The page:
Informal results from the vote showed that Mr. Sadr’s Sairoon alliance, favored by many working-class and leftist voters, had won 54 of 329 seats in Parliament. Fatah, the bloc of popular Shiite militia figures who earned respect for their defense of the nation against the Islamic State, placed second with 47 seats. Prime Minister Haider al-Abadi’s Nasr bloc came in third with 42 seats.
The results, however, have not been formally ratified, as the country has waited for the electoral commission to investigate allegations of isolated cases of fraud and reports of malfunctions in new electronic ballot machines. In the interim, envoys from foreign powers, including the United States, have met with the presumed winners and congratulated Iraq for what many described as a democratic success.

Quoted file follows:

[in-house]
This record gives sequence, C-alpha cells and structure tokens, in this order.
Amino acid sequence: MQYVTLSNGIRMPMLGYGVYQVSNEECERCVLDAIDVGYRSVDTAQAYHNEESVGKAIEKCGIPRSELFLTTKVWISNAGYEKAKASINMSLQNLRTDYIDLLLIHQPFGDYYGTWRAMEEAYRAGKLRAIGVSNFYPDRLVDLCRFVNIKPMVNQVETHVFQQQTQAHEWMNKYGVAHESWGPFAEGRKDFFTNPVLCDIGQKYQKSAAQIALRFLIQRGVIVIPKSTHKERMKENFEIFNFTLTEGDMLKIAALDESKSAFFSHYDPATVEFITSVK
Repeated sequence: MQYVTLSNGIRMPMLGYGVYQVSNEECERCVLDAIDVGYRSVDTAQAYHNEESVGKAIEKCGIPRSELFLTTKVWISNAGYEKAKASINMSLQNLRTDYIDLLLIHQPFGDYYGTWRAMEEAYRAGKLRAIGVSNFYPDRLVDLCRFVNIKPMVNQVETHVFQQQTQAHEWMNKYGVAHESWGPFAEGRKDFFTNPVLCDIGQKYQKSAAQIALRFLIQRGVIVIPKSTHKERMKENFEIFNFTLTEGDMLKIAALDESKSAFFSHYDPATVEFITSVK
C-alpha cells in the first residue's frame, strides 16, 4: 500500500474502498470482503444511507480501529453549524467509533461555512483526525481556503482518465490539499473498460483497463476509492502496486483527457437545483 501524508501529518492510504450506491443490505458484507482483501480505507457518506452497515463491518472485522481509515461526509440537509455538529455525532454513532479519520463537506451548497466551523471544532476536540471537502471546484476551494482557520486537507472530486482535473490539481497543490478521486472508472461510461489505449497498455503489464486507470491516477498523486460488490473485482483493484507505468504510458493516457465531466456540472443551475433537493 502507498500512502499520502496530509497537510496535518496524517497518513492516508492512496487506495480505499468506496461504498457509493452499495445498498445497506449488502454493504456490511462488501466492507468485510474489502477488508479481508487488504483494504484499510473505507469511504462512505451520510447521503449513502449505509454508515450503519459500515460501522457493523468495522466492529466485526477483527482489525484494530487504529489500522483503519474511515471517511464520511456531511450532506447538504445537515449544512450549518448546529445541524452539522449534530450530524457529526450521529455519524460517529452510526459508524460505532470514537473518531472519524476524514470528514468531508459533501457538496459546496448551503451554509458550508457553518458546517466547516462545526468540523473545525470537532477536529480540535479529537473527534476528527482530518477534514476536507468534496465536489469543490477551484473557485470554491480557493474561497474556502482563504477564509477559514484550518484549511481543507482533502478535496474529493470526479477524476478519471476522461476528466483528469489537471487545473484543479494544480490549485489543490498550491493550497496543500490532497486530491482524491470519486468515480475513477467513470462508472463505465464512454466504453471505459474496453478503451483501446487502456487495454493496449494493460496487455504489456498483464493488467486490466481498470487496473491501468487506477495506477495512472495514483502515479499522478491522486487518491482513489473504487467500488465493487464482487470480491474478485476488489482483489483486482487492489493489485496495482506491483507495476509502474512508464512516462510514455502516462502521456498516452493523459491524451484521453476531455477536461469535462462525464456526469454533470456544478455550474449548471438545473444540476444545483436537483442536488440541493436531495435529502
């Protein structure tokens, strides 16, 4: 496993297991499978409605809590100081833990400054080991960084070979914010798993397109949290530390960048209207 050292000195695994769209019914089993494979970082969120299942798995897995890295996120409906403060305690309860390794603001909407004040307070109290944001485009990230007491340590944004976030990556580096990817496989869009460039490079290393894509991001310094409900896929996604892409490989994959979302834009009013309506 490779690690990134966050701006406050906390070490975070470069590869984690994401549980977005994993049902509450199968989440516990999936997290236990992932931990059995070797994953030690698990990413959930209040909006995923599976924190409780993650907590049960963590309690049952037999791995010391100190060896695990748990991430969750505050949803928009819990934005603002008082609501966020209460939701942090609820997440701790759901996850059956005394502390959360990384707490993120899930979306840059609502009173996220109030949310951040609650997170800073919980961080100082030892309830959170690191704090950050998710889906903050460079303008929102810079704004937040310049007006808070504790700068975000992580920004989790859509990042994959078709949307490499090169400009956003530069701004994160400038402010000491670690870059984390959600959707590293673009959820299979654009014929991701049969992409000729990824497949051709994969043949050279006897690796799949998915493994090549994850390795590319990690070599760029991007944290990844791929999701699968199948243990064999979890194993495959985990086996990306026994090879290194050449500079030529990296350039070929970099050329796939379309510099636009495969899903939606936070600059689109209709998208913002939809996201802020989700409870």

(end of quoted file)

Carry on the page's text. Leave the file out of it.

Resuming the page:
The election commission said on Thursday that it would appeal Parliament’s demand for a manual recount. The panel has denied that there were widespread irregularities in the vote.
It is unclear how the manual recount of ballots would affect the seat totals, but it would delay the formation of a new government for many more weeks — as well as cement the view that the political process is mired in corruption.
The election drew a historically low voter turnout of 45 percent, reflecting widespread disgust among Iraqis with their political leaders. That view has spread since the election, in part because of the way the electoral commission has handled complaints about the balloting.
The commission, which is made up of independent technocrats and representatives of political parties, has worked in a near-total media blackout, refusing to explain which allegations it would investigate, or the criteria for their review.